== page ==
A review on the biological activity of camellia species

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40 Citations (Scopus)


Medicinal plants have been used since antiquity to cure illnesses and injuries. In the last few decades, natural compounds extracted from plants have garnered the attention of scientists and the Camellia species are no exception. Several species and cultivars are widespread in Asia, namely in China, Japan, Vietnam and India, being also identified in western countries like Portugal. Tea and oil are the most valuable and appreciated Camellia subproducts extracted from Camellia sinensis and Camellia oleifera, respectively. The economic impact of these species has boosted the search for additional information about the Camellia genus. Many studies can be found in the literature reporting the health benefits of several Camellia species, namely C. sinensis, C. oleifera and Camellia japonica. These species have been highlighted as possessing antimicrobial (antibacterial, antifungal, antiviral) and antitumoral activity and as being a huge source of polyphenols such as the catechins. Particularly, epicatechin (EC), epigallocatechin (EGC), epicatechin-3-gallate (ECG), and specially epigallocatechin-3-gallate (EGCG), the major polyphenols of green tea. This paper presents a detailed review of Camellia species' antioxidant properties and biological activity.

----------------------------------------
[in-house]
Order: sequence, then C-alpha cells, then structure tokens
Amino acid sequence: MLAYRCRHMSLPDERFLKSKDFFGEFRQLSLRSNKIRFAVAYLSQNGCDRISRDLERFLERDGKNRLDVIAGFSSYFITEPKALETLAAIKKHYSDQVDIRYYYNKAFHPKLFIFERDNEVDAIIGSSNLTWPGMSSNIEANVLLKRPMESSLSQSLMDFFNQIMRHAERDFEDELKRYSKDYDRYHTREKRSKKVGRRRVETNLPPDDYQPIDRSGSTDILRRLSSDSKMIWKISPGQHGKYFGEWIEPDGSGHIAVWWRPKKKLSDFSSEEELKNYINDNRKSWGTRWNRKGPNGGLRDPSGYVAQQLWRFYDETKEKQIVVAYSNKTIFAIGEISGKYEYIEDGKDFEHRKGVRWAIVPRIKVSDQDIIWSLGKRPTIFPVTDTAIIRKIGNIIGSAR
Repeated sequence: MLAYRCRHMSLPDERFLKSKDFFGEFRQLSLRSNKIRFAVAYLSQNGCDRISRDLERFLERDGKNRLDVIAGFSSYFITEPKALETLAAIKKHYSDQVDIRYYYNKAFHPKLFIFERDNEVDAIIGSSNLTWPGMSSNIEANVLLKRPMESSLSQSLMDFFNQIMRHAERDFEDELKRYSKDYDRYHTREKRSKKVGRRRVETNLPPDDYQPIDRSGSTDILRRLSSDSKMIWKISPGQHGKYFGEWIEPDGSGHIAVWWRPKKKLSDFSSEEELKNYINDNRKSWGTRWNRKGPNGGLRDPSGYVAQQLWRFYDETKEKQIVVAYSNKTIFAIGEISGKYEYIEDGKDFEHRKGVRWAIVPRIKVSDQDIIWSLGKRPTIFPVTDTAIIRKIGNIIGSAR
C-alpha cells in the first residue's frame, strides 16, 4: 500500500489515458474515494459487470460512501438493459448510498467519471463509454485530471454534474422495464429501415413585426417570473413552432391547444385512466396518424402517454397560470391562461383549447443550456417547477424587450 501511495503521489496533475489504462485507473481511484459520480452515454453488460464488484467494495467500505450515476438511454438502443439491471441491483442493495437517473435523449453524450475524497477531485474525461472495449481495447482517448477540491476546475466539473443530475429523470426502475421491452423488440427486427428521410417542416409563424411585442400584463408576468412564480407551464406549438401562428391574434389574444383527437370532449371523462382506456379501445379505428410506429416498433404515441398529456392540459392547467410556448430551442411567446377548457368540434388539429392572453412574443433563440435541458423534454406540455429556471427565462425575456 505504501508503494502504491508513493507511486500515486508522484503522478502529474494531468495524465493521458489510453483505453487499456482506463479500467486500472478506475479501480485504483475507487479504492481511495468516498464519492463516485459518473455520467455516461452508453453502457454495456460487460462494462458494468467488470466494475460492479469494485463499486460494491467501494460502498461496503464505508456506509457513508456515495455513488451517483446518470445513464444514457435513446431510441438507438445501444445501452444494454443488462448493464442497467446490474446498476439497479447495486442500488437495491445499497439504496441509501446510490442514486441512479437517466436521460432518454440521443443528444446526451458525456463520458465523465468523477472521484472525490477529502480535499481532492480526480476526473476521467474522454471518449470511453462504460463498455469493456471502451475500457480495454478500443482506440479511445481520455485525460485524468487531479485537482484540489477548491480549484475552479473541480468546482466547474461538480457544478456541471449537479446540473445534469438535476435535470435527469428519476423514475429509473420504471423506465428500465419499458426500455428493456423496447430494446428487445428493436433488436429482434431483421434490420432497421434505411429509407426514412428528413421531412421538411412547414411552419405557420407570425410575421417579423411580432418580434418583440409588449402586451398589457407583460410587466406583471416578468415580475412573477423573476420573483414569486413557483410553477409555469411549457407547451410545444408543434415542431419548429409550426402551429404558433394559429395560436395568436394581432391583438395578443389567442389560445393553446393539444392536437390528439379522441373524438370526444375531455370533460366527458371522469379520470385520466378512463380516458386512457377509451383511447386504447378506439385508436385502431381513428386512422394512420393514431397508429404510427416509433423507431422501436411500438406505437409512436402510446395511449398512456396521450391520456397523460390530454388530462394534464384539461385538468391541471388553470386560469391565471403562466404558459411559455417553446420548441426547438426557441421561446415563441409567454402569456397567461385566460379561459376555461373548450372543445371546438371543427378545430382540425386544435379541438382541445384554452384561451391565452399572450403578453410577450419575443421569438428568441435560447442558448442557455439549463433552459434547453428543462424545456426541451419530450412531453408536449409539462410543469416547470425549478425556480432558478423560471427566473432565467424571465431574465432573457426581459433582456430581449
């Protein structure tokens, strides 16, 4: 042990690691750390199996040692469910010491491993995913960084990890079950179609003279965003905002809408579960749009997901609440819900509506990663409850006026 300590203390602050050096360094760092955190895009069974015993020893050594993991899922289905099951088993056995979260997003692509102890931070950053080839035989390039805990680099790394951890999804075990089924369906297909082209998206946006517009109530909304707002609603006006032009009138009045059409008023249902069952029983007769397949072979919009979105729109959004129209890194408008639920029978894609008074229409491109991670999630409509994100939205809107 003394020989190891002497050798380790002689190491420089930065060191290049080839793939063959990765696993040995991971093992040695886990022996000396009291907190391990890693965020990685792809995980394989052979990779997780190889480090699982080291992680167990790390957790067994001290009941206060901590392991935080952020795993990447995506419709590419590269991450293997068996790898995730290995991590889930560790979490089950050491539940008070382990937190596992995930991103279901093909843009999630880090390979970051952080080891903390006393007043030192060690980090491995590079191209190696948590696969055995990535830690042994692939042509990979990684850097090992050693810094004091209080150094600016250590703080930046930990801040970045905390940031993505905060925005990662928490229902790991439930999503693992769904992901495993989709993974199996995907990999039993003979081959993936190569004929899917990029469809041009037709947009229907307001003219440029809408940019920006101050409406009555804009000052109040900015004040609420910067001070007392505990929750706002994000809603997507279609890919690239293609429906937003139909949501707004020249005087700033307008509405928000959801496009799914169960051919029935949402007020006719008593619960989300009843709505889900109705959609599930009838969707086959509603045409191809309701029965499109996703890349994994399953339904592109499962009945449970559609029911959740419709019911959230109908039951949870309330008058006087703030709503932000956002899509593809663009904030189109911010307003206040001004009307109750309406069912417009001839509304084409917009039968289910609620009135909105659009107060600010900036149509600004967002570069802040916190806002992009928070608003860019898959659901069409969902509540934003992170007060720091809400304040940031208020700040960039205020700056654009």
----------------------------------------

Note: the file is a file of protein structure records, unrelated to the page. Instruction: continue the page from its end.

Original languageEnglish
Article number2178
Number of pages25
Issue number8
Publication statusPublished - 9 Apr 2021


  • ABTS
  • Antifungal
  • Antimicrobial
  • Antitumor
  • Flavonoids
  • Phenolics


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